How will adding dedicated servers improve the online experience for For Honor players?
DK: So basically, since we launched the game, we’ve faced new online challenges. We saw that we had connectivity and stability problems, mostly on 4v4 modes, so it’s one of the things we’ve looked at and worked on a lot since the game launched. And during that process, we decided to do an analysis of the whole online infrastructure we have and compare it to other existing ones. And in the end, based on all the data we gathered … we decided to do the move and to migrate to a dedicated server technology, for many, many different reasons.
One of them, and the main reason for us, is that we want to improve the stability of the matches on 4v4, and we want to have an architecture that is more long-term, that could help us more in the future for the things we want to do next. And then you have some very simple examples; with dedicated servers, you don’t have session host migration anymore, so there is no game pausing when somebody leaves the session. You won’t have to manage your NATs. You don’t have to check your NAT if you want to play with a friend or things like that. So it will also help greatly the overall experience of the player, from matchmaking to the game session itself, to playing with friends, and things like that.
What kind of work has to be done to implement dedicated servers, and how long is it expected to take?
DK: It’s a big job. I won’t lie to you, it’s a very big change. We often use a metaphor, internally, that we’re changing the engine of a car while it runs. So it’s a lot of work, but it’s work that has already started quite some time ago. But it will take time, and it will go through several steps before we can release it progressively to the players.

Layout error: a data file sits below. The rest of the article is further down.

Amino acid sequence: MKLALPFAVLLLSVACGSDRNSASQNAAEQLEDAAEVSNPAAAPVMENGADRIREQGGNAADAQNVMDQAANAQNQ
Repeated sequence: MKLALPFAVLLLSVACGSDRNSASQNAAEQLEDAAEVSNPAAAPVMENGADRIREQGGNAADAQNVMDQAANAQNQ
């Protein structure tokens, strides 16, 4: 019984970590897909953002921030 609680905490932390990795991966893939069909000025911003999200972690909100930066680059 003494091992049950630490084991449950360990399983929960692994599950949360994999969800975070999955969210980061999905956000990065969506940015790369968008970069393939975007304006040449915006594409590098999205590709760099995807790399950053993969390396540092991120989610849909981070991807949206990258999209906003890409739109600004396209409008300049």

What are you going to do in the interim to improve connections?
DK: Not all the team has switched to work on dedicated servers, so we have a dedicated team for that that is working inside our online team. And the other part of the online team is still working on improving the current network infrastructure. Like some players have witnessed it with the patches we’ve done. We’ve done one patch today to improve stability… we did some improvements also on the patch of last week, we introduced routers for duel tournaments that will ship during Season 3, to also manage the NAT differently. So it’s a constant work we’re still doing and we still do, until the dedicated servers are used in the live environment.
What kinds of changes will you be making to the fighting system? Which issues are you specifically targeting, and what differences will players notice when attacking a defender?
RCO: The core thing is, these improvements are targeted for the Duel experience, because in 4v4 group fight scenarios, there’s no such thing as defense being too powerful. The main thing is, we must not break that balance between Duel and the 4v4 experience. The thing that we want to do is reward the attacking player more. We want to make attacking a little bit less of a risk, and we want to make defense more of a commitment, and a greater risk.